You have always been an adult in a child’s body, and life hasn’t been very kind to you. Yet, you have been strong, responsible, and conscious of taking care of those around you. I know sometimes you wish for someone to see you. I do. When you pass by the park where you’d walk Raja with Dad and take a little hurt, I see you. I see you when you love the monkeys and ants in your neighbourhood to bits. When you tried to be there for your hurting cousin, I saw you. I saw you when you had to side with Mom against her in-laws’ abuse. You have always had a clear sense of right and wrong. You have loved fully and without bias. 

 I admire how you managed to find little moments of joy amid everything. While Mom struggled, running back and forth to the hospital, courts and banks, you had important moments with your baby brother. You taught him how to walk, fed him, and made him laugh loud with weird dance moves! You cooked with your cousin, learnt little baking tricks and focused on your studies. You wrote essays, poems, drew and painted. And what a poet you are! Your certificates and magazine poems are an ode to that. Remember this about yourself the next time you sit down to write one. You are unique. You are special.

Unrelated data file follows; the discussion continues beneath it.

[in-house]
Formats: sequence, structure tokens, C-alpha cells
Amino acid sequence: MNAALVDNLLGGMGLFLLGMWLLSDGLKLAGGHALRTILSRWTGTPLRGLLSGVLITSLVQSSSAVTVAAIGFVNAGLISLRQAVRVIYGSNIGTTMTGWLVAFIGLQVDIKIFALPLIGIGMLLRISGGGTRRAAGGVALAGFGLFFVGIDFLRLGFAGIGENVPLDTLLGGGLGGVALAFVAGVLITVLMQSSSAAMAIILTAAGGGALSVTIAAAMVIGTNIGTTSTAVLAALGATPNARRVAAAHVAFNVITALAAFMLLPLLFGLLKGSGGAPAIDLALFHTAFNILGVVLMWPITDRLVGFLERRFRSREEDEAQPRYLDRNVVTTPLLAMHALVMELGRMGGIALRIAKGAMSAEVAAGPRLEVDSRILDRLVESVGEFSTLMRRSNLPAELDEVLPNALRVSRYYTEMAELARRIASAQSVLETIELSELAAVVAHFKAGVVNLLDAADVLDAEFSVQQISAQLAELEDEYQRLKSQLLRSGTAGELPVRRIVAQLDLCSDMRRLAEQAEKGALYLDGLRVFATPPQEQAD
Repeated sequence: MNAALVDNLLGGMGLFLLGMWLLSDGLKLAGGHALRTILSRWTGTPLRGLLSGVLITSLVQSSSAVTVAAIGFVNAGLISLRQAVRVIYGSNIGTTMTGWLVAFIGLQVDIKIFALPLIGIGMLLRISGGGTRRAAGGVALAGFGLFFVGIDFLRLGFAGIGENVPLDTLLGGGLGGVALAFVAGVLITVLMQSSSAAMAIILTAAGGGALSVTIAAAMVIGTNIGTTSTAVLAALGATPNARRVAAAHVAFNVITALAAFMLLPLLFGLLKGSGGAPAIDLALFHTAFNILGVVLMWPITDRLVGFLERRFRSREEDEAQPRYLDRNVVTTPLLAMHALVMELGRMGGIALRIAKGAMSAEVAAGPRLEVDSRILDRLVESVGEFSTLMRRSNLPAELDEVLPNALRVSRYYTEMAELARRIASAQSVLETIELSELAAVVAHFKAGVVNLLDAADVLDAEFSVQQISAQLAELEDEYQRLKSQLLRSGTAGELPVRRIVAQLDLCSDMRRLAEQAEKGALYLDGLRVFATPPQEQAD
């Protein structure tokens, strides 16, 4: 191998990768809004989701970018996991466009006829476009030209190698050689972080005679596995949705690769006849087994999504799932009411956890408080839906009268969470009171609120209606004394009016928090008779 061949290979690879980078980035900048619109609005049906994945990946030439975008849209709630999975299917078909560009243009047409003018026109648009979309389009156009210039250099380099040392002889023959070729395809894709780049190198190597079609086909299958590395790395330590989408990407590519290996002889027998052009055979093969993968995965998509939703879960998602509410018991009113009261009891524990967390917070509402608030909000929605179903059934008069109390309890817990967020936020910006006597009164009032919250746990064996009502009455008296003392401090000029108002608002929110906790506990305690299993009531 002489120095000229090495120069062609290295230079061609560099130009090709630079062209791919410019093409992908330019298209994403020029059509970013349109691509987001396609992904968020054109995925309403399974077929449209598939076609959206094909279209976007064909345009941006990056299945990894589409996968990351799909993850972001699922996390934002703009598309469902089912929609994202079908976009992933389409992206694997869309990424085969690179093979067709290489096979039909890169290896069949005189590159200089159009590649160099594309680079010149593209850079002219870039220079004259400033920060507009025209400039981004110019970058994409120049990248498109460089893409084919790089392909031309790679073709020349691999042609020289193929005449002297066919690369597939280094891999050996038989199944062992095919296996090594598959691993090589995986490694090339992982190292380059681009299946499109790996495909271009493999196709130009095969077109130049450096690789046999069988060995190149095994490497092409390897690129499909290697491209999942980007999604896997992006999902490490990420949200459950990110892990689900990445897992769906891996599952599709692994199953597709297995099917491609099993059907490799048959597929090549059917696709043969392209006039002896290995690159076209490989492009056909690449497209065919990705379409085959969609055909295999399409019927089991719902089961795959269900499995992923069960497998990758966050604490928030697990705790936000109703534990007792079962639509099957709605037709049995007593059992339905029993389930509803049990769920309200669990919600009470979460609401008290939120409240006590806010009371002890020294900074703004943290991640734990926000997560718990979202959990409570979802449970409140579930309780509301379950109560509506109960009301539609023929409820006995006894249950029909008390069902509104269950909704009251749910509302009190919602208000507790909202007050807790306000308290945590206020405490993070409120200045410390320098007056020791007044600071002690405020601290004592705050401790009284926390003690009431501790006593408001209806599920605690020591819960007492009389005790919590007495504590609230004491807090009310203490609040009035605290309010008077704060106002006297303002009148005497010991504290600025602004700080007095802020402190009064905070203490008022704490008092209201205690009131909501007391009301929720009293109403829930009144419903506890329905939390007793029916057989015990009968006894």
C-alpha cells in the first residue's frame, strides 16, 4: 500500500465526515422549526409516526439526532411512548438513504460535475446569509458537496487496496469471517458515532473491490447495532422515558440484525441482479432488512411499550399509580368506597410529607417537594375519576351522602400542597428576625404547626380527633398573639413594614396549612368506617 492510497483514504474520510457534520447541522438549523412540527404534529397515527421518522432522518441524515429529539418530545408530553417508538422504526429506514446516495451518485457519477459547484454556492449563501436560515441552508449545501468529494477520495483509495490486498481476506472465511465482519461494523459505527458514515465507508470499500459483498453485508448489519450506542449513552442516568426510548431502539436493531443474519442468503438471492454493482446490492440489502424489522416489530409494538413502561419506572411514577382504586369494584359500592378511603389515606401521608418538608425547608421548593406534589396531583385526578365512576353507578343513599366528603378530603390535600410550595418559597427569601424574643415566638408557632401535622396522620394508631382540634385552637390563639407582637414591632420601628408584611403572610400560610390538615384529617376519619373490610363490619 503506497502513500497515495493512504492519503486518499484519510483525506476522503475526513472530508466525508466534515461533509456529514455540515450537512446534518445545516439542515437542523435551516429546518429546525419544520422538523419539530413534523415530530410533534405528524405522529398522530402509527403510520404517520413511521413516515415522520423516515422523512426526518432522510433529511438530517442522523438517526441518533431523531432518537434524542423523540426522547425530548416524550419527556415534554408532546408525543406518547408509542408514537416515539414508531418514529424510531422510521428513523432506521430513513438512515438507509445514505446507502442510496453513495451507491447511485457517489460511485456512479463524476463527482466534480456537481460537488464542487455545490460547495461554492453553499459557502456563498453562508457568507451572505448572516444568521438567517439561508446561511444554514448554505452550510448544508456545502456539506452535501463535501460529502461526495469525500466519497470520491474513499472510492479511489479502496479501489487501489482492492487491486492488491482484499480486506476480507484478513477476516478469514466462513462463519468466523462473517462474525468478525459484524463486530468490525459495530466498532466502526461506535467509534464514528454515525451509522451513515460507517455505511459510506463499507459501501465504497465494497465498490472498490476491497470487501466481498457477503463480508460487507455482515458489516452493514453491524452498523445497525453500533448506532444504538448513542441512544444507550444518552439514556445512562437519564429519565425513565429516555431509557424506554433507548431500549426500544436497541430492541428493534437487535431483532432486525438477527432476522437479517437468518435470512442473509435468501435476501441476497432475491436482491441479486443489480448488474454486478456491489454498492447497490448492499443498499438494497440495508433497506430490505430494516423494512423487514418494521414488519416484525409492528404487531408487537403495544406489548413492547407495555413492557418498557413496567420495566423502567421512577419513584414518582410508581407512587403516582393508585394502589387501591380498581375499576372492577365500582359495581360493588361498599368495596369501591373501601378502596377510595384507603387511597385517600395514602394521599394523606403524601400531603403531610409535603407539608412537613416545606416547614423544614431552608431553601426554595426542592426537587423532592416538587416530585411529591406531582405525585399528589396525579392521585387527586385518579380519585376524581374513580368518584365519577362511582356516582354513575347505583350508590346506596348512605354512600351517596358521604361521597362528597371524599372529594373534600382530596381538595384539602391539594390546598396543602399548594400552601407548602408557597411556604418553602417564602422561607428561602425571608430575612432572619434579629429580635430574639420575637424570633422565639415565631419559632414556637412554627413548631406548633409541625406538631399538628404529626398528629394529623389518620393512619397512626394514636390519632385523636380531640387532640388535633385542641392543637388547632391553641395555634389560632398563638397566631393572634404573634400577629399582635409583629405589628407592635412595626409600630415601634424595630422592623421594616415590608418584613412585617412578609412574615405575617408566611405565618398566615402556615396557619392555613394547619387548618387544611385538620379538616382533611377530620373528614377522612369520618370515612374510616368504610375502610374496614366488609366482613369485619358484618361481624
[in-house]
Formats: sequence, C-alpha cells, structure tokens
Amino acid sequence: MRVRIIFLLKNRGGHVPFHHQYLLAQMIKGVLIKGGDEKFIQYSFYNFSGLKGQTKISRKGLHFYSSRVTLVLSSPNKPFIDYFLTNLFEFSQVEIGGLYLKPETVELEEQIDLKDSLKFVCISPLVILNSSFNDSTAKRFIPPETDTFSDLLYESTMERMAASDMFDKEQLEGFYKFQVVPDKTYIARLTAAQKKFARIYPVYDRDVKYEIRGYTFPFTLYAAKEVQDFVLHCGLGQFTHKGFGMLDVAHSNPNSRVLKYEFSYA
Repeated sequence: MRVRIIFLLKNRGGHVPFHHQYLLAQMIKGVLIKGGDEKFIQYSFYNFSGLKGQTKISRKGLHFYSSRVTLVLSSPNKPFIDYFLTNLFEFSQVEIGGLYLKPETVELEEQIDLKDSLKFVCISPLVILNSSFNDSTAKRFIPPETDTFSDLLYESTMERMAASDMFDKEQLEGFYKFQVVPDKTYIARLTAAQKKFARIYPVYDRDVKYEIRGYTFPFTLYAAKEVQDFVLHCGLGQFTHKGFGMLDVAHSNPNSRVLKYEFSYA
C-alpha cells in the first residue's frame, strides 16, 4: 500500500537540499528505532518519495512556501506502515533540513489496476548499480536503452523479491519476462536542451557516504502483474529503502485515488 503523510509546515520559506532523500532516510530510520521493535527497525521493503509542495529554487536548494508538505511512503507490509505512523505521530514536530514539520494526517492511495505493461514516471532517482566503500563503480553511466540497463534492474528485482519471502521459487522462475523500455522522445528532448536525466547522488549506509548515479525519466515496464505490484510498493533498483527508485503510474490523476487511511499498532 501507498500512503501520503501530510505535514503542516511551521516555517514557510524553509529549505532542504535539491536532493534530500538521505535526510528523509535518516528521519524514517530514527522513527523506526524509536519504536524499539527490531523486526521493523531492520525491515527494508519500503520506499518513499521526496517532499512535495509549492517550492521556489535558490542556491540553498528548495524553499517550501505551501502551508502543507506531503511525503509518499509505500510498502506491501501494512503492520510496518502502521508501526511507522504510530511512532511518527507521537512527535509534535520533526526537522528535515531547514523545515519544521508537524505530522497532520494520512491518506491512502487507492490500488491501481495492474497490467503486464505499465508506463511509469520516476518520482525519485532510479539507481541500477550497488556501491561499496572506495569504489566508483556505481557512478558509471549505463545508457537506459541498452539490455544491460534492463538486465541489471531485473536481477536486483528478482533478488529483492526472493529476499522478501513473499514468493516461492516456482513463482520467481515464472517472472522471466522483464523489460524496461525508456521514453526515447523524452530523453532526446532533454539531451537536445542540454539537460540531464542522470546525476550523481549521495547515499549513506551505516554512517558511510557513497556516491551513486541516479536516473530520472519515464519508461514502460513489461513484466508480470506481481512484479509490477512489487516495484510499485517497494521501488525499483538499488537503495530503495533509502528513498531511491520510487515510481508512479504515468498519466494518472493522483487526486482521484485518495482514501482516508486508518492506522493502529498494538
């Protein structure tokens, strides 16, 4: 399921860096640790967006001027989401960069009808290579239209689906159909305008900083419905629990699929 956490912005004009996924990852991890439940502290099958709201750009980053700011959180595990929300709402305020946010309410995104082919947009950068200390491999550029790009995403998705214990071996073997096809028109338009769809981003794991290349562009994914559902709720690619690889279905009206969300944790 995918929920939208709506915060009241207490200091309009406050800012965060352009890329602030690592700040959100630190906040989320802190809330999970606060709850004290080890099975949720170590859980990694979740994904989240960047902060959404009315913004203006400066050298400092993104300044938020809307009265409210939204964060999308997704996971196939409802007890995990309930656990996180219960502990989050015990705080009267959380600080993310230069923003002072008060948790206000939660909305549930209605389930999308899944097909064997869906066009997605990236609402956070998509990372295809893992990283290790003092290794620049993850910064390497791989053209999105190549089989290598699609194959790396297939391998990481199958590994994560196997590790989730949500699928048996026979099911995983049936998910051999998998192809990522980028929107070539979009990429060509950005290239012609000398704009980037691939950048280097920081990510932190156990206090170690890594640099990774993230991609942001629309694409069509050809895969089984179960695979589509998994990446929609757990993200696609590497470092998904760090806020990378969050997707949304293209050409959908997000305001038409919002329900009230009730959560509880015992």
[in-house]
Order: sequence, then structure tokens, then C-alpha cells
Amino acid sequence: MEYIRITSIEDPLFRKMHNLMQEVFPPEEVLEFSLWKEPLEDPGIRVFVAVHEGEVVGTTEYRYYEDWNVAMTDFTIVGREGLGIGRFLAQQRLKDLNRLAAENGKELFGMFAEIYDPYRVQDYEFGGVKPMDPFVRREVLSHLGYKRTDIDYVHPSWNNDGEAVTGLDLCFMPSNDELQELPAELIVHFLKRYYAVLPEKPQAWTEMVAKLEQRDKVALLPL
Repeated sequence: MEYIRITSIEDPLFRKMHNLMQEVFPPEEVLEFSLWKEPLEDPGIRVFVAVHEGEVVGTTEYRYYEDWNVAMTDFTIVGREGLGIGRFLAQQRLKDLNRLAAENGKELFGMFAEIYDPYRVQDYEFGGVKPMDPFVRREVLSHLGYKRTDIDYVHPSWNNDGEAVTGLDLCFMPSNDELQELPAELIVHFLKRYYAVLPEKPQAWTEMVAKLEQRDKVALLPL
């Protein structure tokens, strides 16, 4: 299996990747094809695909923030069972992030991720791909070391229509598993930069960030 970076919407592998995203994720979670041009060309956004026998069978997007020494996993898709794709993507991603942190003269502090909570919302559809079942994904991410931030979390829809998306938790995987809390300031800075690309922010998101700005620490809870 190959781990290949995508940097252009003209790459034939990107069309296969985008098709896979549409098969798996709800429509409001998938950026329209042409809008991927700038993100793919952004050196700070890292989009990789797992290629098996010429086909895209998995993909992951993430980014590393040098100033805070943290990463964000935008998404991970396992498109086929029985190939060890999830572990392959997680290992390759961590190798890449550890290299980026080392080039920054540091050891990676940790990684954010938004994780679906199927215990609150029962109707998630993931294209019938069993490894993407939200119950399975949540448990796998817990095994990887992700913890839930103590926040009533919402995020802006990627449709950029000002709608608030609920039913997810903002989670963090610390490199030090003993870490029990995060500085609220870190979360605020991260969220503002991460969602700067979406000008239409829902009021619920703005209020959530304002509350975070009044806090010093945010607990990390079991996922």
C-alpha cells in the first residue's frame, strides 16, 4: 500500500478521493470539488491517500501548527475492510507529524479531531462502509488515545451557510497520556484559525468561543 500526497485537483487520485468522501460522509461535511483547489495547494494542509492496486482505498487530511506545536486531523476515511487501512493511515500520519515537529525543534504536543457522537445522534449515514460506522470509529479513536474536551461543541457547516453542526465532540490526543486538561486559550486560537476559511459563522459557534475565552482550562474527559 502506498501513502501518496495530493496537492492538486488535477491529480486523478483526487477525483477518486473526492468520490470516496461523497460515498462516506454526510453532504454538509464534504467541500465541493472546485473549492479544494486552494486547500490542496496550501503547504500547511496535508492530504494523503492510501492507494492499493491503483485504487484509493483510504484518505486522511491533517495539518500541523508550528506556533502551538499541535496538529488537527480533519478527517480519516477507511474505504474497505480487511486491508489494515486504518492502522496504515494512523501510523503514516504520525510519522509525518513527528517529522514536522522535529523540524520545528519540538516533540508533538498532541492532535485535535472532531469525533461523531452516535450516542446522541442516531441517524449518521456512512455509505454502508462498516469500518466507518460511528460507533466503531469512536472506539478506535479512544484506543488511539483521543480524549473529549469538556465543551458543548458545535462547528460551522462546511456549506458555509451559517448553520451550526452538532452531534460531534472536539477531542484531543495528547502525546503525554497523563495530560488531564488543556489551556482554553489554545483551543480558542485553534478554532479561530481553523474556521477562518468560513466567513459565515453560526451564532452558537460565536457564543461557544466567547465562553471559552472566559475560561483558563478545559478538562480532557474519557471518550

All those who cringed at you for bringing home a sick dog or for attending a wedding for the food; their opinions do not matter, my love. Your acceptance of the world far exceeds the judgements people throw at you. You have been unrelenting in your pursuit of saving little lives around you, even though you don’t know it. Mom had it tough too. She had to toughen up and take care of two kids while fending off the naysayers and people who wanted to take advantage of Dad’s death. Not having an adult figure around to listen to you, not having Mom have your back when you needed it the most, and not being seen or heard by those closest to you has affected you. You can’t talk to Mom like you used to; it’s like there’s an invisible wall built up now.

 But all of this has also made you stronger and kinder. I know you miss Dad; you don’t understand why he had to die saving another little girl. Because you were also a little girl who needed her dad to come back home. You try to look for some meaning, some solace in the saying, “Everything happens for a reason”. I don’t know the reason yet, but I know that although you feel alone at times, Dad is always watching you. He is proud of you for not giving up, not becoming bitter or harsh, and keeping the love alive.